Jerry came to us through a work program of Catholic Charities and his job was cleaning up the offices - mopping floors, cleaning toilets, etc. It wasn't glamorous work but Jerry seemed to like doing it, doing his part to contribute to our mission. He was always smiling and usually whistling or singing a song (often church related), and every time I talked with him he would tell me about his wife, Loretta. They were an aging couple facing some health issues, as most of us will when we get into our mid-60's.  They didn't have a lot of money, and I know his salary couldn't have been much through a charity work program, but he was glad to have the job and was doing the best he could with what he had.  Perhaps what surprised me the most was learning that Jerry had been on drugs in his past and had spent time in prison. I'm a little embarrassed to admit how naive I am in this regard, but my picture of "felons" and "drug addicts" was generally of angry (possibly dangerous) or depressed people, and Jerry wasn't really either one of those. He was optimistic about things, a spiritual man, and always had kind, encouraging words for everyone.

I don't have any idea what happened Thanksgiving night, and I learned first hand when I was a 911 dispatcher that the news often doesn't get the details correct.  I'm not pointing fingers at the media or at the police, but I know that despite what I hear in the news, a good man was lost in addition to the women found dead inside the house.  It's been about a year since I worked in the Habitat KC office and I don't know if Jerry was still working there or what else may have changed in his life, but I will remember him singing a song while mopping the floors, smiling and nodding at me as I walked to the other bathroom so as not to walk across where he was working.  His was a great spirit and I'm glad I got to know him the little that I did. Rest in peace, my friend, with your Loretta at your side.  I pray you have the relief you were looking for.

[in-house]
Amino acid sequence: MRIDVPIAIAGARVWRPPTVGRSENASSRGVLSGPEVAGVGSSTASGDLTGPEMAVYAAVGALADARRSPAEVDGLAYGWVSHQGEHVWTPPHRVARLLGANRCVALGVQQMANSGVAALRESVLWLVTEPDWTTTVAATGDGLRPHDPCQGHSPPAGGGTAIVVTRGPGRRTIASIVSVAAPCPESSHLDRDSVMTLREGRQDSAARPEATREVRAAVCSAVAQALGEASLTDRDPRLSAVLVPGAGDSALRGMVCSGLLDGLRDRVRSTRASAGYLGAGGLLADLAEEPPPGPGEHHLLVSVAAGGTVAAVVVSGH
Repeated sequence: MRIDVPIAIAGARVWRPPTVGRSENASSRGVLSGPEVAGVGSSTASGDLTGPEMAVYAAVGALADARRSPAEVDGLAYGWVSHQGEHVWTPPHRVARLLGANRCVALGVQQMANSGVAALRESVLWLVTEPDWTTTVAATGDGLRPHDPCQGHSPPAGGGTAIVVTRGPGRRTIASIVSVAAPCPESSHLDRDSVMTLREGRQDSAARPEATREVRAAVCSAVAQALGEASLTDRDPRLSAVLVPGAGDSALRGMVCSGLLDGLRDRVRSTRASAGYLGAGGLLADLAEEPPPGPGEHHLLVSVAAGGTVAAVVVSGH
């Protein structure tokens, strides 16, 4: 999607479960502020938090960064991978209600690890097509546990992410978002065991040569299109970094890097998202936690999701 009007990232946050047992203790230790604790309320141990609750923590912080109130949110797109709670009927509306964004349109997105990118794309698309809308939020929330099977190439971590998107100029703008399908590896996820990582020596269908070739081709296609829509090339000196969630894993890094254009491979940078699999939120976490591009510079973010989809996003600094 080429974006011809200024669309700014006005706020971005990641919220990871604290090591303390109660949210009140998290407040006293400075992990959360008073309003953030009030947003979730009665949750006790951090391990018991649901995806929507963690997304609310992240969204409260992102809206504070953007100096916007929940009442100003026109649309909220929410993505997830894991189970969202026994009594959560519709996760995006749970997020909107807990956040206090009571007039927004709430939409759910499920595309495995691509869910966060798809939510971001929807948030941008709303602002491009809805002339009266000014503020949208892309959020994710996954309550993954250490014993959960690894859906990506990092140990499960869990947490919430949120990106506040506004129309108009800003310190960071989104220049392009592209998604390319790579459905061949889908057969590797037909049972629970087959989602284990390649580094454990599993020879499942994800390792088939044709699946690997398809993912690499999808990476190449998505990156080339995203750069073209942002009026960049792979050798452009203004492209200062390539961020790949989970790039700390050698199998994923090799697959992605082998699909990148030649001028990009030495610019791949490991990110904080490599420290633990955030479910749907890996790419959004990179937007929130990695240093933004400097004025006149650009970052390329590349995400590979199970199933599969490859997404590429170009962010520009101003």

Friday, October 14, 2011

Retreat (not the white flag)

I just got back from my first ever solo retreat, as in get away from people, technology, familiar surroundings, etc.  I've done retreats with groups in the past, but never just went away by myself and i was really anxious about it. What would I find in the recesses of my brain if I took time to just listen to it? What would I do with all of that time if I wasn't on Facebook or watching t.v.? Now that I'm back I have to say that I don't know what all the worry was for. I did basically what I felt like I needed and wanted to do that wasn't involving my cell phone, computer or t.v. I read some of the books I brought with me, I went for long walks, I played with animals (I went to a farm with alpacas, chickens, goats, cats, dogs), and I prayed and meditated.  I did things that I generally want to do but rarely actually find time to do, and it felt wonderful.